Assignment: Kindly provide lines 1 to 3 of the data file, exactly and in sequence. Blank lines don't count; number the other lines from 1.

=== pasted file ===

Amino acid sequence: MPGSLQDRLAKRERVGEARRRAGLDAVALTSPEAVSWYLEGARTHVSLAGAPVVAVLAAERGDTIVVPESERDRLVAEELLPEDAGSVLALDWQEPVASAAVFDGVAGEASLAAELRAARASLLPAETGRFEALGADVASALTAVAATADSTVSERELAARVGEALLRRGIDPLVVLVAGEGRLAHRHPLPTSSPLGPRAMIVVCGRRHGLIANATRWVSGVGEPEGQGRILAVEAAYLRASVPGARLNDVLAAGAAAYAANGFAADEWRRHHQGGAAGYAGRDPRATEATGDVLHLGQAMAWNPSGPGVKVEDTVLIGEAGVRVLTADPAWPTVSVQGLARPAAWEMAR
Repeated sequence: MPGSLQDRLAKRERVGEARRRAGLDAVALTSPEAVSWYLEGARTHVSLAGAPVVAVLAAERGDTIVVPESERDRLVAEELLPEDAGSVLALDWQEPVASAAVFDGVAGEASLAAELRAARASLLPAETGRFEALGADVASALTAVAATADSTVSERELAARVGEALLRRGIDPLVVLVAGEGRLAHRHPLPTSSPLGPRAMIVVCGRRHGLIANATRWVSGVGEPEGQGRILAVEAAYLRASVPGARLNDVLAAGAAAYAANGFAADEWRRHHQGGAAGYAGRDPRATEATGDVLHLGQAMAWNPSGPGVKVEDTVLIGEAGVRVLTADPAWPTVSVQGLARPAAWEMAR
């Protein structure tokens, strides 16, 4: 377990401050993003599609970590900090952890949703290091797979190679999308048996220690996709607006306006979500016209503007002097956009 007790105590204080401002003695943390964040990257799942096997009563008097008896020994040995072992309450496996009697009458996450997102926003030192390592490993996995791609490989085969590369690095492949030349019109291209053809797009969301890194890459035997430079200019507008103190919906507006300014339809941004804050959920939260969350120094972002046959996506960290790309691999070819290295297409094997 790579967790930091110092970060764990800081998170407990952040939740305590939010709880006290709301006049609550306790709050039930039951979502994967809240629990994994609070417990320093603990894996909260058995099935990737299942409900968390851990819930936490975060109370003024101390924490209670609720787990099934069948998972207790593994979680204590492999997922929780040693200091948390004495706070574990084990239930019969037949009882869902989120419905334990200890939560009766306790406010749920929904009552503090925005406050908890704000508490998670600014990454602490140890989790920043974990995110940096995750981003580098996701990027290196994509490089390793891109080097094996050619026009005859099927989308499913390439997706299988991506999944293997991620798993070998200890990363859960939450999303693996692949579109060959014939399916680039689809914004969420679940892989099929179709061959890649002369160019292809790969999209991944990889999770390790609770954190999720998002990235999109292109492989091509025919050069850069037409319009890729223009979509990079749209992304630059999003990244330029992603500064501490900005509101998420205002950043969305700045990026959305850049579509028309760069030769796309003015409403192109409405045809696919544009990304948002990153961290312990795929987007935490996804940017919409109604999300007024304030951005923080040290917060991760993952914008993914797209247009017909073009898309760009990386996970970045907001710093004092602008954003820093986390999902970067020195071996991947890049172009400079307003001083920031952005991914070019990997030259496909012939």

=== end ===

Amino acid sequence: MPGSLQDRLAKRERVGEARRRAGLDAVALTSPEAVSWYLEGARTHVSLAGAPVVAVLAAERGDTIVVPESERDRLVAEELLPEDAGSVLALDWQEPVASAAVFDGVAGEASLAAELRAARASLLPAETGRFEALGADVASALTAVAATADSTVSERELAARVGEALLRRGIDPLVVLVAGEGRLAHRHPLPTSSPLGPRAMIVVCGRRHGLIANATRWVSGVGEPEGQGRILAVEAAYLRASVPGARLNDVLAAGAAAYAANGFAADEWRRHHQGGAAGYAGRDPRATEATGDVLHLGQAMAWNPSGPGVKVEDTVLIGEAGVRVLTADPAWPTVSVQGLARPAAWEMAR
Repeated sequence: MPGSLQDRLAKRERVGEARRRAGLDAVALTSPEAVSWYLEGARTHVSLAGAPVVAVLAAERGDTIVVPESERDRLVAEELLPEDAGSVLALDWQEPVASAAVFDGVAGEASLAAELRAARASLLPAETGRFEALGADVASALTAVAATADSTVSERELAARVGEALLRRGIDPLVVLVAGEGRLAHRHPLPTSSPLGPRAMIVVCGRRHGLIANATRWVSGVGEPEGQGRILAVEAAYLRASVPGARLNDVLAAGAAAYAANGFAADEWRRHHQGGAAGYAGRDPRATEATGDVLHLGQAMAWNPSGPGVKVEDTVLIGEAGVRVLTADPAWPTVSVQGLARPAAWEMAR
């Protein structure tokens, strides 16, 4: 377990401050993003599609970590900090952890949703290091797979190679999308048996220690996709607006306006979500016209503007002097956009 007790105590204080401002003695943390964040990257799942096997009563008097008896020994040995072992309450496996009697009458996450997102926003030192390592490993996995791609490989085969590369690095492949030349019109291209053809797009969301890194890459035997430079200019507008103190919906507006300014339809941004804050959920939260969350120094972002046959996506960290790309691999070819290295297409094997 790579967790930091110092970060764990800081998170407990952040939740305590939010709880006290709301006049609550306790709050039930039951979502994967809240629990994994609070417990320093603990894996909260058995099935990737299942409900968390851990819930936490975060109370003024101390924490209670609720787990099934069948998972207790593994979680204590492999997922929780040693200091948390004495706070574990084990239930019969037949009882869902989120419905334990200890939560009766306790406010749920929904009552503090925005406050908890704000508490998670600014990454602490140890989790920043974990995110940096995750981003580098996701990027290196994509490089390793891109080097094996050619026009005859099927989308499913390439997706299988991506999944293997991620798993070998200890990363859960939450999303693996692949579109060959014939399916680039689809914004969420679940892989099929179709061959890649002369160019292809790969999209991944990889999770390790609770954190999720998002990235999109292109492989091509025919050069850069037409319009890729223009979509990079749209992304630059999003990244330029992603500064501490900005509101998420205002950043969305700045990026959305850049579509028309760069030769796309003015409403192109409405045809696919544009990304948002990153961290312990795929987007935490996804940017919409109604999300007024304030951005923080040290917060991760993952914008993914797209247009017909073009898309760009990386996970970045907001710093004092602008954003820093986390999902970067020195071996991947890049172009400079307003001083920031952005991914070019990997030259496909012939």